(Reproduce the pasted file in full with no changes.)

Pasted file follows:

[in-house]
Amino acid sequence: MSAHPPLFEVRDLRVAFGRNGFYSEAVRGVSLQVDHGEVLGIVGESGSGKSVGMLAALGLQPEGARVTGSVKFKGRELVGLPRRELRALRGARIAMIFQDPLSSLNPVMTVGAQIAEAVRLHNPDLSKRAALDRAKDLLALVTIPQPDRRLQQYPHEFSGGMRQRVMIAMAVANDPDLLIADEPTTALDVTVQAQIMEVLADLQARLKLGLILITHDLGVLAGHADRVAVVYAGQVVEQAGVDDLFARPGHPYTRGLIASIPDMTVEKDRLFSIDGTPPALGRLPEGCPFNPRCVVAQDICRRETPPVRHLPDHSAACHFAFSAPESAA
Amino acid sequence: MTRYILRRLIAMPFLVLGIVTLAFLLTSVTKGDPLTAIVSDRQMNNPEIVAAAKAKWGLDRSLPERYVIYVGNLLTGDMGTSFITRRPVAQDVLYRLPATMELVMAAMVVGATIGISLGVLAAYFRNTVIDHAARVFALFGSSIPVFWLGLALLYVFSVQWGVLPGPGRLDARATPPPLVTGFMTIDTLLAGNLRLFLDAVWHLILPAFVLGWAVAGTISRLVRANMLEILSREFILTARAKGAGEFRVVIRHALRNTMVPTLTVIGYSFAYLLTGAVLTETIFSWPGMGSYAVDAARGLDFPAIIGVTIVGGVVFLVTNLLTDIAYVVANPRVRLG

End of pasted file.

[in-house]
Amino acid sequence: MSAHPPLFEVRDLRVAFGRNGFYSEAVRGVSLQVDHGEVLGIVGESGSGKSVGMLAALGLQPEGARVTGSVKFKGRELVGLPRRELRALRGARIAMIFQDPLSSLNPVMTVGAQIAEAVRLHNPDLSKRAALDRAKDLLALVTIPQPDRRLQQYPHEFSGGMRQRVMIAMAVANDPDLLIADEPTTALDVTVQAQIMEVLADLQARLKLGLILITHDLGVLAGHADRVAVVYAGQVVEQAGVDDLFARPGHPYTRGLIASIPDMTVEKDRLFSIDGTPPALGRLPEGCPFNPRCVVAQDICRRETPPVRHLPDHSAACHFAFSAPESAA
Amino acid sequence: MTRYILRRLIAMPFLVLGIVTLAFLLTSVTKGDPLTAIVSDRQMNNPEIVAAAKAKWGLDRSLPERYVIYVGNLLTGDMGTSFITRRPVAQDVLYRLPATMELVMAAMVVGATIGISLGVLAAYFRNTVIDHAARVFALFGSSIPVFWLGLALLYVFSVQWGVLPGPGRLDARATPPPLVTGFMTIDTLLAGNLRLFLDAVWHLILPAFVLGWAVAGTISRLVRANMLEILSREFILTARAKGAGEFRVVIRHALRNTMVPTLTVIGYSFAYLLTGAVLTETIFSWPGMGSYAVDAARGLDFPAIIGVTIVGGVVFLVTNLLTDIAYVVANPRVRLG